How the US chip export controls have turned the screws on China

The US introduced sweeping export controls on chips in October to slow China’s advances in artificial intelligence and supercomputers and make it harder for the country to make advanced semiconductors.

The controls are arguably the toughest measures President Joe Biden has taken against China and his first serious attempt to slow its military modernization by targeting the technologies behind everything from modeling nuclear weapons to developing hypersonic weapons.

“When Huawei was targeted, it was peacetime trade tensions. Now we are on the brink of war,” said Hideki Wakabayashi, a professor at Tokyo University of Science, referring to the Chinese telecom equipment maker.

How will they affect China’s semiconductor industry?

China’s leading chipmaker Semiconductor Manufacturing International Corporation, which makes logic chips that power computers, will be hit by the restrictions as they prevent US companies from supplying technology for chips more advanced than 14 nanometers, or in some cases 16 nm. The rules will make it more difficult for SMIC to continue production at the 14nm level as they will impact areas such as maintenance and device replacement.

Memory chip manufacturers such as Yangtze Memory Technologies Corp and ChangXin Memory Technologies will also be affected. Their more advanced products already meet the US limits for memory chips. In the case of YMTC, for example, the US imposed restrictions on the export of technology used to manufacture NAND memory chips with 128 layers or more – the level of the Chinese company’s most advanced chips.

Without access to US technology, China will struggle to sustain its rapid expansion in artificial intelligence and supercomputing — two areas important to the Chinese military — and cloud computing.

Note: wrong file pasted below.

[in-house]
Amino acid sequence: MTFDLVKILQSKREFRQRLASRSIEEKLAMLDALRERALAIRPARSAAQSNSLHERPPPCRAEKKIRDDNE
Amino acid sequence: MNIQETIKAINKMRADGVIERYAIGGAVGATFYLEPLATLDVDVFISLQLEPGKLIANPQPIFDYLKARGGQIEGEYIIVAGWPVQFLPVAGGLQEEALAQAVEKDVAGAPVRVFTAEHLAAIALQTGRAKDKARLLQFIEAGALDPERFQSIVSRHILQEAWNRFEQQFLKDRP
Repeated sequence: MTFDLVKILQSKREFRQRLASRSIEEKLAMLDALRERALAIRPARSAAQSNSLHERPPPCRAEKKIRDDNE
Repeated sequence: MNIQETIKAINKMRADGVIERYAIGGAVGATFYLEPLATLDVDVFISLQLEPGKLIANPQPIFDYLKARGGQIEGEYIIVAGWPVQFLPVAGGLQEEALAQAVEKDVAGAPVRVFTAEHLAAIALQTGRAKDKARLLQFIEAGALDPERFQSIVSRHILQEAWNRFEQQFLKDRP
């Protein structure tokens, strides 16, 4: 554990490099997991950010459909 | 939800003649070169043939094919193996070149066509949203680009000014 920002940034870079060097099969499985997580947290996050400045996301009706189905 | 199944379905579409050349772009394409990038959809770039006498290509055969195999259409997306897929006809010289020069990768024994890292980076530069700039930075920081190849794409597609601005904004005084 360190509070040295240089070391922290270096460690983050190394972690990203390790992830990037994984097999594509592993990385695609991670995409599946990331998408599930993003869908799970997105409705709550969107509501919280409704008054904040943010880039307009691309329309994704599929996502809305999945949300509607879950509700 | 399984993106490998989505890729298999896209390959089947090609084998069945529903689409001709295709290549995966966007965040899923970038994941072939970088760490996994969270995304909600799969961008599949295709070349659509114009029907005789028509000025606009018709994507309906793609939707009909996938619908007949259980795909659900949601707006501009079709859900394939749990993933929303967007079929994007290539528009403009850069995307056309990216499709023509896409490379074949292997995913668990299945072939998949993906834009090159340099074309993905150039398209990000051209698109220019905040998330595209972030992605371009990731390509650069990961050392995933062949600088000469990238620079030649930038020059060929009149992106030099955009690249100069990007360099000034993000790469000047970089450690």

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Douglas Fuller, an expert on China’s semiconductor industry, said the crux of US policy is to “bring down” Chinese artificial intelligence and supercomputers that have military applications.

But Tudor Brown, a former independent director at SMIC, said the controls could also backfire in the long run because they could “supercharge” China’s domestic chip industry. “The US is naïve if they think this will slow them down for any length of time. I think it will slow them down for two to five years, not 10.”

Which US companies will be affected?

Analysts said the impact would depend on how aggressively the US applies the controls. Many US firms that make chips or chip-making tools cite China as their largest market. China accounts for 33 percent of Applied Materials sales, 27 percent for Intel and 31 percent for Lam Research.

Applied Materials said the restrictions would reduce next-quarter sales by about $400 million, or 6 percent. Nvidia, which cannot export its advanced GPUs (graphics processing units) used in machine learning systems to China, also put the quarterly revenue impact at $400 million, or 7 percent of its revenue.

Lam Research, a major supplier of China’s YMTC, said export controls would cut up to $2.5 billion, or up to 15 percent, of 2023 sales.

However, some U.S. companies could benefit, such as memory chipmaker Micron, which is facing increasing competition from YMTC.

Will China Strike Back?

Experts say Beijing has limited ability to retaliate. As a Chinese chip industry source put it, Beijing “doesn’t have a lot of leverage to react.”